Opthalmology Department

Information for patients

  • Cataracts


    What is cataracts?

    Cataracts is a clouding of the lens that causes it to become opaque and scatter light. Cataracts are still cited as the most common cause of blindness in the world. Cataract surgery with implantation of an artificial intraocular lens is perhaps the most effective surgical method in all of medicine. To date, no conservative way has been discovered to prevent cataract formation and progression in an otherwise healthy eye. Today, there are some known risk factors that can lead to cataract formation - UV-B radiation, smoking, diabetes, alcohol, diarrheal diseases and oxidative disorders. The most common type is called senile or age-related cataract. The causes are multifactorial and have not yet been accurately explained. During aging, the lens enlarges, gains weight and loses elasticity. The proteins in the lens chemically change to a high molecular weight protein, resulting in changes in the refractive properties of the lens and a decrease in its transparency.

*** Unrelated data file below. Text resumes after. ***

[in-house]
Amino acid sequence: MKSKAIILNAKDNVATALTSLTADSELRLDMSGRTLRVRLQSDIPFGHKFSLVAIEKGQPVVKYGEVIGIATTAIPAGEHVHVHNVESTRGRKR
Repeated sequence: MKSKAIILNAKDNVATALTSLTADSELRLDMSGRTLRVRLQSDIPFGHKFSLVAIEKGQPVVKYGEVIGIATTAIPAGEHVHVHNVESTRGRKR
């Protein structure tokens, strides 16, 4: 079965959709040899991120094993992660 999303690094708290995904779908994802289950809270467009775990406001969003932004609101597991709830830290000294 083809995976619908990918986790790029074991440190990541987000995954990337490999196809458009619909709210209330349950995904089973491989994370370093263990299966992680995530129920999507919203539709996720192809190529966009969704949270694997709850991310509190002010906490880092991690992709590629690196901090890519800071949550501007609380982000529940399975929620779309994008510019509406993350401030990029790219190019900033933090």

How can I tell I have cataracts?

    Visual acuity is reduced, but this also depends on the intensity of light, the size of the pupil and the degree of myopia. Another symptom is a reduction in the contrast sensitivity; the eye's ability to discern is reduced. Furthermore, there may be impaired vision in bright light, glare. Another sign is a change in the diopters in glasses. Myopic people experience a worsening of myopia; farsighted patients may no longer need distance glasses. Sometimes monocular diplopia may occur. This is caused by an increase in the number of refractive surfaces in the centre of the lens, which can then produce a double image often associated with 'ghosting' (like a poor quality TV signal).

    What tests do I need to undergo before cataract surgery?